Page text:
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I would say there is no reason to believe -- not even squinting at the chart for hours -- that this situational comedy had any effect on labor force participation, nor would it be a good thing if it did.

This type of token-feminism is both infantilizing and ahistorical. Things really *don't* happen because there was some fabulous woman that everyone imitated, and we tend to confuse our hero worship for true influence.

Moreover as you get older, you tend to lionize and elevate what were fairly pedestrian events in the past. Fairly ordinary things, through the lens of history, are elevated to earth shaking events via nostalgia and the inevitable compression and simplification of the past. Why not say "I liked Mary Tyler Moore a lot and am sad that she died." You don't need to weave some story around her using FRED data.


Probably part of the broader trend:


The percentage of U. S. citizens over the age of 65 has jumped from 12.5% to 14.8% from 2008 to 2015. That coincides pretty well with the dip in U. S. female labor force participation on your graph.

That does not fully explain the crossover that began in the year 2000 and I have no idea what Canadian population trends look like.

rsj -

Fair enough. But look at the obits: "Mary Tyler Moore, who died Wednesday at 80, left behind a legacy on film and television, not least a sitcom character who managed to effect change in real life for millions of working women." (from this). Or "As the spunky Mary Richards on the hit comedy “The Mary Tyler Moore Show” during the 1970s, Moore, who died Wednesday, helped set into motion the professional dreams of many young career women." (from this one).

I wrote this post in part because I wanted to see whether or not i could see an effect in the data. I agree with you, it's pretty hard to spot a change in the trend in the 1970 to 77 period- Female labour force participation rates (FLFP rates) go up sharply both before and after the Mary Tyler Moore show era. So that's a good check on the stories coming from elsewhere.

And to be quite frank with you, I'm also "sub-blogging" my southern neighbours - that recent decline in US FLFP rates is quite striking.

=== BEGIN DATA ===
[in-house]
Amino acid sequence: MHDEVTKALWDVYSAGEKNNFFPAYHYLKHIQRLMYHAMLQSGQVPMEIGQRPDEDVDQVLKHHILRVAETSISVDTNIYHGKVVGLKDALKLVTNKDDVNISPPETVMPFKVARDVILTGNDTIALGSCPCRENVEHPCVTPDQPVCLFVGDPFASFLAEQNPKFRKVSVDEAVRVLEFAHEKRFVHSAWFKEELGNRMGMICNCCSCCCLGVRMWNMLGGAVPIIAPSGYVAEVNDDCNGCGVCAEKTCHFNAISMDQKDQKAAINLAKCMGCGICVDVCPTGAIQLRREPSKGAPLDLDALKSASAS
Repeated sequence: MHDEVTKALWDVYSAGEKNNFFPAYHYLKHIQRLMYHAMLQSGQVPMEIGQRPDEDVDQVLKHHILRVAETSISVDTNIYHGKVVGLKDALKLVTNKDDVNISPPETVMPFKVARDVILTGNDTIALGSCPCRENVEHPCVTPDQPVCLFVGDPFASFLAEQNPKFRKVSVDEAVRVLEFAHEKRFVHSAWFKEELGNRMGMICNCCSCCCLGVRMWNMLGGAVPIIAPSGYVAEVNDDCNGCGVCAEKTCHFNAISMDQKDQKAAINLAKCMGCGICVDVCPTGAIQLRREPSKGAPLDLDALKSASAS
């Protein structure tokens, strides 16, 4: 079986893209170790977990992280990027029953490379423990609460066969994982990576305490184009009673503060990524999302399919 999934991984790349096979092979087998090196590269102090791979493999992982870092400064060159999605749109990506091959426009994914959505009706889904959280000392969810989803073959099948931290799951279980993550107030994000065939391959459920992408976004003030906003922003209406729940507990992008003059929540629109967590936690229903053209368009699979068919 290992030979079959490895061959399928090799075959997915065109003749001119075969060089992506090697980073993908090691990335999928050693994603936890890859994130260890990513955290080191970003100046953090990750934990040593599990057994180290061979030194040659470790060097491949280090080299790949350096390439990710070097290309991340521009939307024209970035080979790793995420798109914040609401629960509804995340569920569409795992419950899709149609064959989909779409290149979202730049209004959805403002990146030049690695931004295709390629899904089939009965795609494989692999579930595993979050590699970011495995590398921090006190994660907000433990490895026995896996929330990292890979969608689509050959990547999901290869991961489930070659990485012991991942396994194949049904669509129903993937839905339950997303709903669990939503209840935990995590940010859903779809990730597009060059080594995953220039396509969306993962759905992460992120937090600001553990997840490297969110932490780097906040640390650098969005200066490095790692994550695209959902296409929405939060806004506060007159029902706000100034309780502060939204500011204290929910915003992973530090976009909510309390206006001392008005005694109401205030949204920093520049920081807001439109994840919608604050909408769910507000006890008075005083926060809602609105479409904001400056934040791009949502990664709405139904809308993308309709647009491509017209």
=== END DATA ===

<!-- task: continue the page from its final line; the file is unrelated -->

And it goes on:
Frank "That does not fully explain the crossover that began in the year 2000"

Parental leave in Canada was extended from 10 to 35 weeks in 2001. Women who are on leave are counted as in the labour force, which bumps up the numbers quite a bit. Parental + maternity leave in Canada is now about a year. So that makes it easier for women to combine work + kids.


As one of your southern neighbors, "We are aware of the situation and are monitoring it closely" - I can't remember what movie that line is from.

As you are probably aware, women tend to live longer than men and so there are likely to be more retired women than men - assuming equal opportunity to work. This becomes especially pronounced when a country goes from a relatively high birth / death rate (post World War II baby boom) to a relatively low birth / death rate (today).

Frank -

Retired folks are usually excluded from labour force participation rate calculations - see, e.g., this explainer from Statistics Canada:

The participation rate measures the total labour force (comprised of those who are employed and unemployed, combined) relative to the size of the working-age population. In other words, it is the share of the working-age population that is working or looking for work.

Though that doesn't mean it's totally unaffected by demographics, because lots of people in their 50s or early 60s, who are technically "working age" don't participation for health or other reasons.


I wouldn't use citations from obituaries as evidence. By definition, every famous person "impacts" millions in some way.

IMO this "role model" view of civil rights is pernicious and really doesn't have any historical basis. The subtext is that the average person just needs to be "inspired" by a famous person who is just focusing on their own personal advancement, and no one needs to dedicate volunteer time or treasure to disrupting existing structures or effecting change. This turns the pursuit of personal success into a type of civil rights virtue.

Similarly the entry of women into the labor force after the 50s was driven by hundreds of thousands of lawyers litigating discrimination cases, politicians passing laws, business men and women demanding change, activists and organizers, protestors, and of course large socio economic forces that often forced women into the labor force. Joan Collins, Elisabeth Taylor, Audrey Hepburn, Katherine Hepburn -- none of these were women's rights leaders. They were famous people not working in women's rights that the real womens' right leaders admired. I admire them too, but we should give credit to the right people as celebrities already have enough.